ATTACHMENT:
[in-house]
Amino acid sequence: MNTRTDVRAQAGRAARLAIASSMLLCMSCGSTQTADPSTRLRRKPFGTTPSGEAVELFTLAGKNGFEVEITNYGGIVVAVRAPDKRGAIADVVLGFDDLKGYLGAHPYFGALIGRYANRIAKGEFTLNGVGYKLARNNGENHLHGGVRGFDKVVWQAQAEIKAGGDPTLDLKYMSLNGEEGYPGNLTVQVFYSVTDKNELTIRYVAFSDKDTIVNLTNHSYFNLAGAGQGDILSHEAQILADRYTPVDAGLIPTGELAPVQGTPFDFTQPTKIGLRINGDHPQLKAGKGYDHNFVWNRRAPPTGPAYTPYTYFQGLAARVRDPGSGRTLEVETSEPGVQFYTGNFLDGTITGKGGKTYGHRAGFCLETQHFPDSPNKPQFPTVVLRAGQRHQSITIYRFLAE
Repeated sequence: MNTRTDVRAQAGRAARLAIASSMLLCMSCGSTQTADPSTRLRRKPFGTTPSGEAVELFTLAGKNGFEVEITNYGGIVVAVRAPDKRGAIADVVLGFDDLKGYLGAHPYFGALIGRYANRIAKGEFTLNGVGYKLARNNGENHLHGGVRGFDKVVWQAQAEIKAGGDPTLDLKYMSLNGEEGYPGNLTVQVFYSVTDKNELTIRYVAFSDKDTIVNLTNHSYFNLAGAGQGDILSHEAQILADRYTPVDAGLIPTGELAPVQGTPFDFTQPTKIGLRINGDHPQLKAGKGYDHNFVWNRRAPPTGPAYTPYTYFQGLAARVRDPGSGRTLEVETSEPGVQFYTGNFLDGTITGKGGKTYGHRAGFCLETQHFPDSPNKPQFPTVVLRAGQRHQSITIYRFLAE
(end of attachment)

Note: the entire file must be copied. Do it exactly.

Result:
[in-house]
Amino acid sequence: MNTRTDVRAQAGRAARLAIASSMLLCMSCGSTQTADPSTRLRRKPFGTTPSGEAVELFTLAGKNGFEVEITNYGGIVVAVRAPDKRGAIADVVLGFDDLKGYLGAHPYFGALIGRYANRIAKGEFTLNGVGYKLARNNGENHLHGGVRGFDKVVWQAQAEIKAGGDPTLDLKYMSLNGEEGYPGNLTVQVFYSVTDKNELTIRYVAFSDKDTIVNLTNHSYFNLAGAGQGDILSHEAQILADRYTPVDAGLIPTGELAPVQGTPFDFTQPTKIGLRINGDHPQLKAGKGYDHNFVWNRRAPPTGPAYTPYTYFQGLAARVRDPGSGRTLEVETSEPGVQFYTGNFLDGTITGKGGKTYGHRAGFCLETQHFPDSPNKPQFPTVVLRAGQRHQSITIYRFLAE
Repeated sequence: MNTRTDVRAQAGRAARLAIASSMLLCMSCGSTQTADPSTRLRRKPFGTTPSGEAVELFTLAGKNGFEVEITNYGGIVVAVRAPDKRGAIADVVLGFDDLKGYLGAHPYFGALIGRYANRIAKGEFTLNGVGYKLARNNGENHLHGGVRGFDKVVWQAQAEIKAGGDPTLDLKYMSLNGEEGYPGNLTVQVFYSVTDKNELTIRYVAFSDKDTIVNLTNHSYFNLAGAGQGDILSHEAQILADRYTPVDAGLIPTGELAPVQGTPFDFTQPTKIGLRINGDHPQLKAGKGYDHNFVWNRRAPPTGPAYTPYTYFQGLAARVRDPGSGRTLEVETSEPGVQFYTGNFLDGTITGKGGKTYGHRAGFCLETQHFPDSPNKPQFPTVVLRAGQRHQSITIYRFLAE